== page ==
Friday, April 28, 2006

At the movies

In 1930, legendary economist John Maynard Keynes published an essay called "Economic Possibilities for Our Grandchildren." Keynes surmised that the main problem of Americans today would be what to do with our copious leisure time.
Keynes figured productivity would surge (correct), wages would rise (of course), and people could do more in less time (yes). We'd wind up with all this time to hang around. This would lead to pool halls, Hummers and Hooters restaurants. I'm telling you, the man was uncanny.
However, the central claim of Keynes’s essay failed to come true, even though it rested on logic as simple as one plus one equals two: The little work that needed to be done would be spread out among the population in portions of perhaps fifteen hours per week, because “everybody needs to do some work if he is to be contented.” Keynes spent a large part of the essay discussing the promise and difficulty of adjusting to life when we are freed from the struggle for subsistence, but this prospect sounds as much like the distant future to us today as it did to readers in 1930. read more "Leisure Overload? Nothing Doing."By Neely Tucker

Quite a few articles and books have been written on Keyens' famous essay and most of them seem to conclude that Keynes was right in predicting that economic growth could free society from the constant struggle for survival, but that he was wrong in predicting that it would, that he did not foresee that society could fail to take advantage of these possibilities even if the economy succeeded in creating them.
Well, in Friends with Money you'll actually meet a few women (played by the very talented Jennifer Aniston, Frances McDormand, Joan Cusack and Catherine Keener) and their insignificant others (the film was written and directed by a female, Nicole Holofcener, so most men here are either sexual predators or sort-of-gay, or just cold and stupid)who apparently have been freed from the constant stuggle for subsistence. Indeed, just as Keynes had predicted, the main problem that these super-successul/rich L.A. types are facing in their lives is "what to do with our copious leisure time," winding up with all this time to hang around. It's not surprising the Francis Fukuyama had written his End of History while working at the Rand Corporation's headquarters in Santa Monica. Although these gals, guys, and gays are approaching middle age and beyond they don't seem to have to deal with, say, pressure at work, irritating kids, aging parents, this or that disease (I won't even mention relatives fighting in Iraq). What can I say? I really, really didn't care about these characters who kvetch, and kvecth, and kvetch all the time and hated the movie which is basically "about nothing" meeting Neurosis; but unlike "Seinfeld" and Woody Allen it's not funny at all. I recall seeing in the early 1990's a boring movie about the boring life in boring L.A. called L.A. Story with Steve Martin which wasn't as bad a this movie. That had a certain humanity that seems to be missing from "Friends." If these is the kind of friends you end up in L.A., I'd rather be in Philadelphia, friendless, poor, and with no time to hang around.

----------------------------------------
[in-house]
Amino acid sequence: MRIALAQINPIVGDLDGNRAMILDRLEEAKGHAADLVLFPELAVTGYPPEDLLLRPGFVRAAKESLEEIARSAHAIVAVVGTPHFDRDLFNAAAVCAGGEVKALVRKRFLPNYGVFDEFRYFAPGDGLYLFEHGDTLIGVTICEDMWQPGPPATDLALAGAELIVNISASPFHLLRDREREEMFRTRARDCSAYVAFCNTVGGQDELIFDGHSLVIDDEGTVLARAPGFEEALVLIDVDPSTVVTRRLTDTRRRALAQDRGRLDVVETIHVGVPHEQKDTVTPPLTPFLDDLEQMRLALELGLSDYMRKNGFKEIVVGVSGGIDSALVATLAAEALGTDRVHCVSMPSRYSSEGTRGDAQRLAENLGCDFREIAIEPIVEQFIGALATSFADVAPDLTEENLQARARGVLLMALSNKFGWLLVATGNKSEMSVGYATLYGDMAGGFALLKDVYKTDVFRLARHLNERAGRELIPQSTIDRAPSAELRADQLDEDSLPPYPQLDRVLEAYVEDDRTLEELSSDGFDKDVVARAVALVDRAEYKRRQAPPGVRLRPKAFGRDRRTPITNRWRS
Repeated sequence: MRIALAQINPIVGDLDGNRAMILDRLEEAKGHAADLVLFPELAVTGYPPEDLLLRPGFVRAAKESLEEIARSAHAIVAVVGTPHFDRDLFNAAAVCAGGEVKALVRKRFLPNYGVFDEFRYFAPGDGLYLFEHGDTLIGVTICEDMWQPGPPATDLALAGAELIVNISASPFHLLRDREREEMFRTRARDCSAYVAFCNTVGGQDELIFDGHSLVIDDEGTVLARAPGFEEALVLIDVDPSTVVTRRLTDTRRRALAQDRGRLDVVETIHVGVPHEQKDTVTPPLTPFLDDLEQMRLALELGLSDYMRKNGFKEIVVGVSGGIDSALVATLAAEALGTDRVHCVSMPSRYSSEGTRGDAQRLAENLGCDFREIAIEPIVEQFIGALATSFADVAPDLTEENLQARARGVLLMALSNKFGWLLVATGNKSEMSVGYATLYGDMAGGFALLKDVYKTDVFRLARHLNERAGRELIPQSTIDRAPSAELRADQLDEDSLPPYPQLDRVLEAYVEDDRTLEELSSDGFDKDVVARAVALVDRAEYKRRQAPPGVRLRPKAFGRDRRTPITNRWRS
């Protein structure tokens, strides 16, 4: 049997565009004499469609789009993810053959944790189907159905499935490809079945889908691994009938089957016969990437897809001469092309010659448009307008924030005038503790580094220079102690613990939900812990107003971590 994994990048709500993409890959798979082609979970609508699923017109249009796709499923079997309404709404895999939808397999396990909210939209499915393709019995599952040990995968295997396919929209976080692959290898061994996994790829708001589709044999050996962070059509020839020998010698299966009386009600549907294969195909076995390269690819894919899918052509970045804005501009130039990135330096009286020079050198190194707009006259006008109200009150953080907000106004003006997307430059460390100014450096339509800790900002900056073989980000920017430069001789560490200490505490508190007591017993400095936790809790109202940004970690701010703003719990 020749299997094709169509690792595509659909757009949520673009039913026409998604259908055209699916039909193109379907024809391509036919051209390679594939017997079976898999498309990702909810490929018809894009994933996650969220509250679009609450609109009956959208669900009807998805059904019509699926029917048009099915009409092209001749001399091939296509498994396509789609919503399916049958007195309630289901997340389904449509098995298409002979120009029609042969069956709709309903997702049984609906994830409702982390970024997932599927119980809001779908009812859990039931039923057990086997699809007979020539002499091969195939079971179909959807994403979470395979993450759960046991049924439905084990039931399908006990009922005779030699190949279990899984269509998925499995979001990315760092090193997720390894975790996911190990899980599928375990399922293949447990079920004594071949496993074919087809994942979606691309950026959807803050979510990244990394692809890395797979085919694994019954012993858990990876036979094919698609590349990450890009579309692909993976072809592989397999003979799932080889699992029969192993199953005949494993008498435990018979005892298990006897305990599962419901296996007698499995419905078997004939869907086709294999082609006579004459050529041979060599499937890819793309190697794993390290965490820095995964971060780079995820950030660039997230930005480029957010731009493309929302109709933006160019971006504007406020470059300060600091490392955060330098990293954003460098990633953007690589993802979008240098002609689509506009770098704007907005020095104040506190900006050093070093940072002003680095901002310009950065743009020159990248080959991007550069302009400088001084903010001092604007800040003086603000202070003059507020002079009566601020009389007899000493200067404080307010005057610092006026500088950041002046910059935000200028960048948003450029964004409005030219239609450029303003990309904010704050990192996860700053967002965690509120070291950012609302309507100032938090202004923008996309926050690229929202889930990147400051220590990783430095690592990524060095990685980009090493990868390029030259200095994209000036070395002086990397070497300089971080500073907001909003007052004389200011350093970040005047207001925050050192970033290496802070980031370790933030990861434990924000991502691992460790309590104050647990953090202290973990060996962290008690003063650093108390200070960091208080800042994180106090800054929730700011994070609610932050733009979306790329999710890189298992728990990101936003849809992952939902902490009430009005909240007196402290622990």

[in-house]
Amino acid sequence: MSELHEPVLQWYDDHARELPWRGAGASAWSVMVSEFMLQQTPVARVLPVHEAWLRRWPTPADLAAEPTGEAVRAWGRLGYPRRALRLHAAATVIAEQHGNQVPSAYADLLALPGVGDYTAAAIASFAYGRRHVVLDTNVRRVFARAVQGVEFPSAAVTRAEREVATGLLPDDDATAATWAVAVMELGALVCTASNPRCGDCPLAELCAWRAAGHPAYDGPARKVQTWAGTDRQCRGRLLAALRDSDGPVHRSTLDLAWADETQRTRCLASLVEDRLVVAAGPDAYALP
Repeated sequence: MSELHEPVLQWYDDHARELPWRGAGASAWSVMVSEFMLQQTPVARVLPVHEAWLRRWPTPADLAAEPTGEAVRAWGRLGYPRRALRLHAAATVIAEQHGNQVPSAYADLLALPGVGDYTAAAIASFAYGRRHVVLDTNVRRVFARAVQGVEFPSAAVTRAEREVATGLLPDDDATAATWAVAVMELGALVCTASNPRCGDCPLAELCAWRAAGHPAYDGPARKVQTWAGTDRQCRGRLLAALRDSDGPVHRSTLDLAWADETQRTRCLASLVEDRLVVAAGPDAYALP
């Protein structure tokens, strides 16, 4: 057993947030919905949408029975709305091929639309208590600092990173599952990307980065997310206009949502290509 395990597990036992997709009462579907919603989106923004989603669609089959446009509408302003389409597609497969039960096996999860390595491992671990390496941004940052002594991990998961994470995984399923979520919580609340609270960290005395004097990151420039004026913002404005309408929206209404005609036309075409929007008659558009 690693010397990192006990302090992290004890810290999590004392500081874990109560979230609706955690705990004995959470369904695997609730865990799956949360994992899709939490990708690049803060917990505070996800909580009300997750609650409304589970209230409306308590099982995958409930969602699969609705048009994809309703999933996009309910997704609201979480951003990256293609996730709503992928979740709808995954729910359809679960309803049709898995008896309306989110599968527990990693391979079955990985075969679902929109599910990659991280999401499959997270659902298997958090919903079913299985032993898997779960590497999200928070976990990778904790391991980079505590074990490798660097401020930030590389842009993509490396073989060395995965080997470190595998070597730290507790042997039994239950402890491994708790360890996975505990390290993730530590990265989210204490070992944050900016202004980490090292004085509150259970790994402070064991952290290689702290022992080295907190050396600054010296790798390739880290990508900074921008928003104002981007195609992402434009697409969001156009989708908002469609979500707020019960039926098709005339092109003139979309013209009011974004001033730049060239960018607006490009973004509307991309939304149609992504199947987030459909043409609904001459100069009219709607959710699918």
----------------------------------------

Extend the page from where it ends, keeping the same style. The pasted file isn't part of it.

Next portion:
Steve Sailer said...

The entertainment industry in LA requires a huge surplus capacity of local residents who work only intermittently. For example, a sit-com producer gave me an example. One afternoon they decided they needed a ukelele player for filming the next afternoon. They put the word out to agents and the next morning there were five guys with ukeleles in their waiting room ready to audition. "And each one was great!" he recalled in amazement at LA's abundance of the talented underemployed.

Global Paradigms said...

One could probably make the argument that Hollywood, like the rest of the entertainment industry is an example of a "winner take all" market which allows the top earners to corner a large proportion of total income. The criticism of such markets has been that they push the salaries of the winners into the stratosphere while the rest remain far behind. But I think that what happens in Hollywood and other of these markets (also in arts, sport, etc.) is that at some point the "losers" recognize their status and adjust to that by doing part-time work, teaching, free-lancing, etc. The fact is that they prefer to be "underemployed" because they enjoy what they're doing and are paid per hour more than they would have done by moving to another non-winner-take-all markets.